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Everything posted by Enchantra

  1. Something else besides interference paints that you might want to look into are texturizing media such as Liquitex puts out. They have media that add dimension, and texture to pieces. Another thing you may want to try is some stuff Delta Ceramcoat has out on the market that seems to be a seasonal item around where I work. It's fake snow and other glittery materials, that you can paint over or mix paint in with to create interesting shimmering and glittery effects along with more dimensional effects. :p
  2. Zap-a-gap??? What is that? I'm guessing some variety of glue? In using any adhesive it is usually a good idea to read the labeling first as some varieties of expoxies, glues cannot be used on foam, styrofoam, or other varieties of plastics for they will virtually eat through the plastic. If you do not understand what I mean, try placing a small puddle of 527 (An adhesive used in all sorts of things) onto a piece of styrofoam and peek at it now and then and you will see what I mean. It virtually MELTS the styrofoam and eats away at it.
  3. I suggest baking the sculpey piece and then attaching it to the mini AFTER baking. Pewter is one of those funny metals with a fairly low melting point. Pewter depending on the metals composing it and their relative ratios of composition can range in melting point from around 300 Farenheit to 600 or 700 Farenheit, give or take a few degrees either direction. My suggestion is leave the minis out of the oven for the sake of safety.
  4. Ok Now.. The cat is definately out of the bag now! *grin* I have a good idea who Enchantra really is... *grin* I won't say it because I believe her privacy is of the utmost importance but I must say I feel somewhat "honored" by her precence here. Thanks for joining in Enchantra and I look forward to picking your brain in the future! *in a nice sort of way of course!* Steve C. Hrm..... Should I be afraid???? And do I know you perhaps???? And yes, as you imply I do work with fur in some of my work. Who might you be? :cool:
  5. Some other decoration tips for those interested: Feathers: On some minis there are feathers or you may want to add some for detail and to enrich the look of a mini. Problem being mostly that feathers you buy in the store are to big, right? Well, here is what you can do. Buy feathers at the local craft store in the colors you desire. Now with a pair of scissors Carefully cut the feather to size needed, then glue it into place on the painted mni. Beads: Beadwork such as necklaces might be good to add on some minis. Beads can also be attached to staffs for decoration. Places like SHipwreck beads, firemountain gems, Michaels, JoAnn Fabrics and ther places have a wide selection of beads and you can put together almost anything with what they offer when it comes to small beaded necklaces or decoration. A brand name of beads called Mill Hill is quite nice. You can get nice even sized beads in smaller sizes than normal seed beads and while they are a bit pricey in my opinion, their effects are well worth it.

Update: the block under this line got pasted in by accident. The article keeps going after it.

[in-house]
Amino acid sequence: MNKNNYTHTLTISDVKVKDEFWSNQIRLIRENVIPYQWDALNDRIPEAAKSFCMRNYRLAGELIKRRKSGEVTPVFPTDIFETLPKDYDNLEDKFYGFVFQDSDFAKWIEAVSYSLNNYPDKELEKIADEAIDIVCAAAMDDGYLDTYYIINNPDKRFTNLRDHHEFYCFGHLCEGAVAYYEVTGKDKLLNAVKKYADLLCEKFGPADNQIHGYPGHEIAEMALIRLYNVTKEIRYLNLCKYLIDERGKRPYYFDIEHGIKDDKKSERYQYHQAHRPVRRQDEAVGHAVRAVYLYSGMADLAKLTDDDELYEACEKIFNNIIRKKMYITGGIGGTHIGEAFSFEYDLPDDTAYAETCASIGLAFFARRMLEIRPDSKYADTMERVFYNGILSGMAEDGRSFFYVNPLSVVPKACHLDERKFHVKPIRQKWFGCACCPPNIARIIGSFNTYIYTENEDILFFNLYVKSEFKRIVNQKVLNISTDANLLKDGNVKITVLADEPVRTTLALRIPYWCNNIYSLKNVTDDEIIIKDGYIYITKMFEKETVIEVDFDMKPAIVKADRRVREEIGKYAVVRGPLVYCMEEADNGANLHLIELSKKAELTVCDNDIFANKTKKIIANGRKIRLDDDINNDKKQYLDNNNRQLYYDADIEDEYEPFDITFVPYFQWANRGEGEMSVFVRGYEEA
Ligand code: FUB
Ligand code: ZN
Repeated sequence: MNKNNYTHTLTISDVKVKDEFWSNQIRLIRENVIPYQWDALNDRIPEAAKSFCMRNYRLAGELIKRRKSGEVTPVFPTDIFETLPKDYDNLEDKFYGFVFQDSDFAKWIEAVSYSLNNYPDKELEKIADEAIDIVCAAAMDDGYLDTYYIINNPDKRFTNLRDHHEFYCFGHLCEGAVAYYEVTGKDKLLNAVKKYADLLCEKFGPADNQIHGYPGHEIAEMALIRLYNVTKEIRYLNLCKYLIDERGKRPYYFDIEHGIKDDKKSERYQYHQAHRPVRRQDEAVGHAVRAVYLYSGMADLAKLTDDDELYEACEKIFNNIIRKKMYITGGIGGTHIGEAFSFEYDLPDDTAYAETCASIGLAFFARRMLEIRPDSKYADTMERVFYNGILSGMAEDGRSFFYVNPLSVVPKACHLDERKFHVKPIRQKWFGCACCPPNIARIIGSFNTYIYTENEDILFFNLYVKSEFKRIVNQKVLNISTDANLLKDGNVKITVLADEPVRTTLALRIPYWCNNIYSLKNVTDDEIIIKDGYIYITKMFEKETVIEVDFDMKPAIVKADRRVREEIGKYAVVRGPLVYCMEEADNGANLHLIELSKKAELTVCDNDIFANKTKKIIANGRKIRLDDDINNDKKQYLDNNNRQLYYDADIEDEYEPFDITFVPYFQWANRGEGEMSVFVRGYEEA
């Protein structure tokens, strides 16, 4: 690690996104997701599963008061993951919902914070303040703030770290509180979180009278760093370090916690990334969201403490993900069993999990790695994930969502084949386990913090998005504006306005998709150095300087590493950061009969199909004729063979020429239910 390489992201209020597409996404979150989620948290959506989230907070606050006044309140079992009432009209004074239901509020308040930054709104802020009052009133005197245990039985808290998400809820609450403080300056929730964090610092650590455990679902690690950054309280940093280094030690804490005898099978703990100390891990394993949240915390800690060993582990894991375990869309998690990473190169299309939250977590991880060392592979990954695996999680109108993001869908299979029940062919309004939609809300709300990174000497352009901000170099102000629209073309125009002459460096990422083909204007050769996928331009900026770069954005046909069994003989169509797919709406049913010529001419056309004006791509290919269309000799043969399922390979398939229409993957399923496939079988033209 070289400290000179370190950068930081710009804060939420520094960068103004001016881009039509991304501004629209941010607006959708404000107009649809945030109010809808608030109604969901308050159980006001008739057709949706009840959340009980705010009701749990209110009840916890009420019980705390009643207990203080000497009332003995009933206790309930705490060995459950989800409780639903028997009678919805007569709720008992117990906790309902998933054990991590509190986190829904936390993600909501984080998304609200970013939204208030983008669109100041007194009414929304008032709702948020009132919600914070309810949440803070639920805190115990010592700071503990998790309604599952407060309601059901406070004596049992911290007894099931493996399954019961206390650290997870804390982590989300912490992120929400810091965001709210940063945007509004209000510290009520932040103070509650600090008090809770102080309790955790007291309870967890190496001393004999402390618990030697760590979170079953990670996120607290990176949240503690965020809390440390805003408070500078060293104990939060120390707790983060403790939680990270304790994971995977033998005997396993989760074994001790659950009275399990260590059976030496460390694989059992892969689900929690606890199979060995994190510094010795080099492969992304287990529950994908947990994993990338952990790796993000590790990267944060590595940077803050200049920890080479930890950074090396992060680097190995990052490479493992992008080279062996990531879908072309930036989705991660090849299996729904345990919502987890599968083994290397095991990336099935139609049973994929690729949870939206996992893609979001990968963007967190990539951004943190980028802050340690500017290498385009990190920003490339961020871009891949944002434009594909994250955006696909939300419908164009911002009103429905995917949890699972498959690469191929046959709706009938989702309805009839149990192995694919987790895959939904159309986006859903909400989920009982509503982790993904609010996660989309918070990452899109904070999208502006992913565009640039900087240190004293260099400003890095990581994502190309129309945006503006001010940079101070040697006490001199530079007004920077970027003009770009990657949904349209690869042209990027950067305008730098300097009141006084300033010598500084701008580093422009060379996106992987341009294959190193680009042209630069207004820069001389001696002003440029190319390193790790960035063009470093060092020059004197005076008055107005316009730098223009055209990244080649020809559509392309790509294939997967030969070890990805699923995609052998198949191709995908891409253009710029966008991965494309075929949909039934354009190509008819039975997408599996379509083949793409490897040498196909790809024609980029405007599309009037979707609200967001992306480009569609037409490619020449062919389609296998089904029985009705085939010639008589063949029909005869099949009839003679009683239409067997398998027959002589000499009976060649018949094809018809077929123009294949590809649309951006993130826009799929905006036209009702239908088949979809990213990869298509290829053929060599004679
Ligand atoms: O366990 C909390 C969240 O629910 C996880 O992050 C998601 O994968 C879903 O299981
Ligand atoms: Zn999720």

6. You can modify minis in several ways. 1) Add pieces to the existing mini such as weapons slung over the back that only need to be glued in place - no cutting or drilling required. 2) Do the frankenstein. Swap parts from other minis. An arm here, a head there, and put together a completely new mini from existing parts. Some people just glue the pieces together and others use a pin to hold the pieces together with a drilled hole that the pin fits into in both pieces being joined. 3) My personal favorite. Remake the clothing using REAL FABRIC. All you need to do is wash the fabric first and allow it to dry, then what you can do is create a cape where there wasn't one and stiffen the fabric with clear acrylic gloss varnish after the mini is finished. Try it on the clothing of a mini too depending on the effect you want to create. 4) You can sculpt new things onto a mini using a self hardening putty, or make the piece using s clay such as sculpey or fimo the bake it and attach it after it has cooled and paint away!